FOR IMMEDIATE RELEASE:  February 5, 2014
More information contact:
Eric Mihelbergel (716) 553-1123;
Lisa Rudley (917) 414-9190;
NYS Allies for Public Education

On Tuesday, February 4th, the leadership in both the Assembly and Senate called for a two-year delay of the use of Common Core state assessments for high-stakes decisions for teachers, principals and students.  The Senate also called for a one-year delay in the sharing of private student data with inBloom Inc., while the Assembly reiterated that there should be an indefinite halt to the disclosure of this information. Meanwhile, Governor Cuomo responded that the leadership’s announcement was premature and that he would await the recommendations of a Commission that he has yet to appoint. That Commission would issue its report in June.

The NYS Allies for Public Education (NYSAPE) acknowledges the legislature’s efforts, but this delay will not satisfy parents or educators because it falls short of the real change that needs to occur to get our school system back on track.    Thousands of parents and educators have testified at hearings and forums calling for a halt to the implementation of the Common Core and its aligned exams, and for the state to immediately cancel its contract with inBloom.  A delay in uploading students’ private data or attaching stakes to the exams is insufficient and will merely stall needed change.

“The Common Core Learning Standards remain untested and there is no evidence that they will result in more learning or increased student achievement. Parents are frustrated with the assumption that the standards will be successful if teachers are only provided with more professional development and students with more time.  The Common Core Standards are deeply flawed and the proposed moratorium falls short of the mark,” said Bianca Tanis, a New Paltz public school parent and member of Re-Thinking Testing, Mid-Hudson Region.

“For the next two years, children will be compelled to take grueling, inappropriate assessments that rob them of instructional time and force teachers to stick to a prescribed pace of instruction no matter the needs of their students,” said  Jeanette Deutermann, Bellmore public school parent and founder of Long Island Opt-Out.

“Parents, teachers, school board members and superintendents throughout the state have testified that they overwhelmingly oppose the state’s plan to share sensitive personal student data with inBloom.  We insist that the Regents immediately cancel the contract with inBloom; simply asking for a delay is not good enough,” said Leonie Haimson of Class Size Matters and a leader in the fight to protect student privacy.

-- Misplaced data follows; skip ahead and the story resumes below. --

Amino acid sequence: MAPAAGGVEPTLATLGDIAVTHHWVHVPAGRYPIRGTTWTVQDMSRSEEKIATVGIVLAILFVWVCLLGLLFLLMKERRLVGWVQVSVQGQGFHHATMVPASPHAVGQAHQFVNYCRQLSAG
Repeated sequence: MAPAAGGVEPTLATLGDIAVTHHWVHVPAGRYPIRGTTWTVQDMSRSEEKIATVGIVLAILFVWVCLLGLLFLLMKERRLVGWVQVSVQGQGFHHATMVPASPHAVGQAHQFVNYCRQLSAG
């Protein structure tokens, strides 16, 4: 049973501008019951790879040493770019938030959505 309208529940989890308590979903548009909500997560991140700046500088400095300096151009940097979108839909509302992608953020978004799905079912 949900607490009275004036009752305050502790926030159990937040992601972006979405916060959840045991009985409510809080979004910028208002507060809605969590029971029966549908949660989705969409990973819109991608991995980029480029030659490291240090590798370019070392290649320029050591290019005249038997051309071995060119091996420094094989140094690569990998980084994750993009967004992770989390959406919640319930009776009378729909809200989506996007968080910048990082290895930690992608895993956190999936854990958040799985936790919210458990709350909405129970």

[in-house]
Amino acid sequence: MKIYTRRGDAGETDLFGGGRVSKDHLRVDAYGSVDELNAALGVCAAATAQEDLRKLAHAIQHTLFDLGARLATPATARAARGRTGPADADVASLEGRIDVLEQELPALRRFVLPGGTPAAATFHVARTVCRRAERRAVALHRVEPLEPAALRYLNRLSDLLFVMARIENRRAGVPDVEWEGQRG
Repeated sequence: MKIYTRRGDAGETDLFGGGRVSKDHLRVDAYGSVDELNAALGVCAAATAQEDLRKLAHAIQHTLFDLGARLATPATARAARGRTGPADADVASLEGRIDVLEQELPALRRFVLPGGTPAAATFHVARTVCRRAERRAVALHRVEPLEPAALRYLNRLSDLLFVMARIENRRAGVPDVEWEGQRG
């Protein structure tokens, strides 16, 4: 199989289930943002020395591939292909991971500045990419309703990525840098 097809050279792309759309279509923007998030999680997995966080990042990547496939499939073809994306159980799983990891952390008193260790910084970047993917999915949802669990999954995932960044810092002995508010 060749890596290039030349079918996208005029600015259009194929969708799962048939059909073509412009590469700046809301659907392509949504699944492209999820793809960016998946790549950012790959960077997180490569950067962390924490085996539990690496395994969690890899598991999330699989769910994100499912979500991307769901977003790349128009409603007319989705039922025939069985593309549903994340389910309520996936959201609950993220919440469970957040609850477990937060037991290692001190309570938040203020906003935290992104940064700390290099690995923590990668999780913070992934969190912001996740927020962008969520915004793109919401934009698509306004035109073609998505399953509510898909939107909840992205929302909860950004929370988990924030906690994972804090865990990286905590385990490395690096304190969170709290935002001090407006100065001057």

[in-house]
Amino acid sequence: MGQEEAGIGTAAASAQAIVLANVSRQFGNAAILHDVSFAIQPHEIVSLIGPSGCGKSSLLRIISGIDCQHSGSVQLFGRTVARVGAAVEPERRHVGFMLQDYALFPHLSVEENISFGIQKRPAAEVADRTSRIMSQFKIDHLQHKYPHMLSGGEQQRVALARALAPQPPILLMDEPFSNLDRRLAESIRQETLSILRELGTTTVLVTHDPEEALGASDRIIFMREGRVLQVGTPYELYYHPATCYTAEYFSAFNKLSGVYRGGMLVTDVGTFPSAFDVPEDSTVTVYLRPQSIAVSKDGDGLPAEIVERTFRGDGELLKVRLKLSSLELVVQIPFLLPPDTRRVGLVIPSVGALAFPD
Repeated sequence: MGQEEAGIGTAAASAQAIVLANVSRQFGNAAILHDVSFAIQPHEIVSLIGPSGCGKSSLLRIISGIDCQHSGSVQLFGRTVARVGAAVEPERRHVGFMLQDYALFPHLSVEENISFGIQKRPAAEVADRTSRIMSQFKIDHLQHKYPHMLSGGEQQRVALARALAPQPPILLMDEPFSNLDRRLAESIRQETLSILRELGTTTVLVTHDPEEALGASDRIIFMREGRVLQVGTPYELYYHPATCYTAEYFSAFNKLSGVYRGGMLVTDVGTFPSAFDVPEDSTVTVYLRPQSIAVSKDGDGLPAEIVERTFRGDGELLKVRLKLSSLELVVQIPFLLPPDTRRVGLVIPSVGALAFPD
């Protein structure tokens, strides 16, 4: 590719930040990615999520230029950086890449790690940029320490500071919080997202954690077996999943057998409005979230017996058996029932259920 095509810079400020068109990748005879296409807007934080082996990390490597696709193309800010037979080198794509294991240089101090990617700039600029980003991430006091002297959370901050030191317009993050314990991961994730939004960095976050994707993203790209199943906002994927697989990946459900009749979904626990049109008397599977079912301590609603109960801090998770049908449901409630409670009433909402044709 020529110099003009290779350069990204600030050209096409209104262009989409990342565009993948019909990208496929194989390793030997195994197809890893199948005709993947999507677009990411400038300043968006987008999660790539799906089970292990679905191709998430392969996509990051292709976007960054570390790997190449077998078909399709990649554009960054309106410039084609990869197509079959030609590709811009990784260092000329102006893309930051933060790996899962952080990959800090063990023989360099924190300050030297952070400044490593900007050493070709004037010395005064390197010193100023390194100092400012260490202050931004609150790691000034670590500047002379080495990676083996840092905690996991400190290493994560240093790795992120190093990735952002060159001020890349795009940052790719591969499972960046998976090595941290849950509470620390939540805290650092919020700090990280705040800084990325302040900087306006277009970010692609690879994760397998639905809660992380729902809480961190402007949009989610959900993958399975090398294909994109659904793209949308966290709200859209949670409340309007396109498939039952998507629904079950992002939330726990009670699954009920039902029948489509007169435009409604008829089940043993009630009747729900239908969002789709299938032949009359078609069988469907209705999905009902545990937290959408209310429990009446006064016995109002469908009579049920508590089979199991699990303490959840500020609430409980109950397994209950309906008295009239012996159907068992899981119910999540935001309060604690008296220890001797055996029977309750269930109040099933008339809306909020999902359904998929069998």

Not only does the proposed moratorium fall short, it is difficult to ascertain what it will include. “Although we appreciate the efforts of the legislature to be responsive to the concerns of parents and educators, the concept of a moratorium on the consequences of high-stakes testing needs to be defined.  Will this, for example, mean a suspension of test scores in teacher evaluations, or simply a prohibition on the dismissal of teachers with “ineffective” scores?  How will students be protected from the consequences of testing? Will the legislature prohibit the use of Common Core test scores for purposes of promotion and acceleration?  Will they allow young students to be excused from six grueling testing sessions?  All must be explained if we are to evaluate whether any real relief would be provided,” said Dr. Carol Burris, South Side High School Principal on Long Island and the 2013 High School Principal of the Year.

Jessica McNair, a New Hartford public school parent said, “Once again the legitimate concerns of New York parents are minimized with the suggestion of a moratorium.  This would only allow more time for the damaging NYSED agenda to take hold.  In discussing matters concerning children, it is imperative that the state’s leaders do more than simply slow down the train before it crashes.  We must put a stop to high-stakes testing and to standards that are developmentally inappropriate. The time for a complete course correction is now, with no pause or delay.”

Education Commissioner John King noted at last week’s budget hearings that he has been meeting regularly with the Governor.  “The relationship between NYSED and the Governor’s office must be questioned, especially as Governor Cuomo called a moratorium ‘premature’ as he awaits the results of his own panel’s review of the Common Core,” said Lisa Rudley, Ossining public school parent and a founding member of NYSAPE. “We continue to call for the Commissioner’s resignation and the appointment of new Regents, because our children should not have to bear the brunt of a State Education Department whose agenda is out of control.”

The New York State Allies for Public Education represent forty-five grassroots parent groups from every corner of the Empire State, calling for a change in direction and policy, beginning with new leadership at the New York State Education Department and the Board of Regents. See for more details.

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